Floyd Landis

said he had lost almost $10 million in potential earnings and might need to declare bankruptcy since being accused of using drugs to help win the Tour de France last year.

Landis, 31, faces a two-year racing ban and would be the first cyclist in the Tour's 104-year history to lose his title for doping. He tested positive for inappropriate levels of testosterone.

"I didn't do it," Landis said yesterday in an interview with Bloomberg News. "I didn't deserve this, but I'm not just going to accept it as defeat to cut my losses."

His legal defense has cost more than $1 million, about half of which has been paid through donations, Landis said. He also said that he lost more than $3 million from the termination of his contract with the Phonak cycling team.

Seven-time Tour winner Lance Armstrong shared Landis' mistrust of the French lab.

"I believe he hasn't had a fair shake," Armstrong said. "I don't trust the lab."

Colleges

Officials of the Bowl Championship Series concluded three days of meetings in New Orleans with no major changes made to the system used to crown a college football champion.

Elsewhere: Eastern Washington guard Rodney Stuckey said he would make himself available for the NBA draft but would not hire an agent, leaving open the option of returning for his junior season. . . . Clemson forward James Mays made himself eligible for the NBA draft but did not hire an agent. . . . Georgia Tech freshman point guard Javaris Crittenton will enter the NBA draft but does not plan to hire an agent. . . . UCLA point guard Darren Collison will return for his junior year rather than enter the draft. . . . Illinois center Shaun Pruitt entered the draft but had not hired an agent.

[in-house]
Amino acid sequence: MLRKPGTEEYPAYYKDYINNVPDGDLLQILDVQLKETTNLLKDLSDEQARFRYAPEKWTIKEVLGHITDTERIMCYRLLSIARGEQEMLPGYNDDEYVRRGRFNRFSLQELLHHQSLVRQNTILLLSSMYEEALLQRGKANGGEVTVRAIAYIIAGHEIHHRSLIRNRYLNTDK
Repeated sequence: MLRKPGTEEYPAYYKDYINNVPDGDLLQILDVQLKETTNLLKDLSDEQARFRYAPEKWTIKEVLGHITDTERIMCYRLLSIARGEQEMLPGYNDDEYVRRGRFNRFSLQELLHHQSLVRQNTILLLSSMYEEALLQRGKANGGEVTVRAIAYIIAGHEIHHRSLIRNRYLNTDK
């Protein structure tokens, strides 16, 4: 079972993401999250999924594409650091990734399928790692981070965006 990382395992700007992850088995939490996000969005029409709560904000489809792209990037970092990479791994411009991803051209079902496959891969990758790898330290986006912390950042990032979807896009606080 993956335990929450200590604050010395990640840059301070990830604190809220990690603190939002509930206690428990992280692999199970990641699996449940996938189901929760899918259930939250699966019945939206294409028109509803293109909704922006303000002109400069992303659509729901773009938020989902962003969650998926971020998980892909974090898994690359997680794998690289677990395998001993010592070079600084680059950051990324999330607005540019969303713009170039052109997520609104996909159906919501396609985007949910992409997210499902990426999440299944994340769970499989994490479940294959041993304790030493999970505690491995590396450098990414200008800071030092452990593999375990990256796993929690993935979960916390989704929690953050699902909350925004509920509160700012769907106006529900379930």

Olympics

Six Austrian athletes were banned for life from the Olympics for their involvement in a doping scandal at the 2006 Winter Games in Turin, Italy.

The decision came after an investigation into alleged blood-doping violations by the Austrian cross-country and biathlon teams.

None of the athletes involved had won medals.

Beijing, which faces severe water shortages, may use artificial means to reduce rainfall levels and ensure optimal weather for the 2008 Olympic Games. The city, using data collected over 30 years, has a 50 percent chance of heavy rainfalls in August.

Noteworthy

Two owners of a Florida business that prospected for steroid customers on the Internet, producing about $5 million in annual revenue, pleaded guilty to drug charges in Albany, N.Y.

Greg Trotta, 38, and Brian Schafler, 34, both of Delray Beach, Fla., agreed to testify against others in a multistate investigation that has turned up the names of numerous sports figures, in return for sentences of five years' probation.

Alan Ball, who at 21 was the youngest member of the England team that won the 1966 World Cup, died after trying to put out a fire in his garden.

Ball, 61, collapsed outside his home, Hampshire police said. He apparently died of a heart attack during the night while trying to stop a compost-heap fire, son Jimmy Ball said.

Ball made 72 international appearances for England. He also played for the Philadelphia Fury in the NASL in 1978.

Rafael Nadal extended his unbeaten streak on clay to 68 matches by defeating Kristof Vliegen, 6-1, 6-2, in the second round of the Open Seat Godo in Barcelona, Spain.

Undefeated BMW Oracle Racing and Emirates Team New Zealand sailed to impressive wins in the Louis Vuitton Cup off Valencia, Spain.

The Americans eased to victory over the French syndicate Areva Challenge by 2 minutes, 54 seconds in the seventh flight of the challengers' series.

BMW Oracle Racing has won all six of its races to lead the standings with 12 points.

Tomas Fleischmann and Mike Green each had a goal and an assist as the Hershey Bears beat the Albany River Rats, 4-2, in Glens Falls, N.Y., and advanced to the second round of the AHL playoffs. Hershey won the best-of-seven series, four games to one.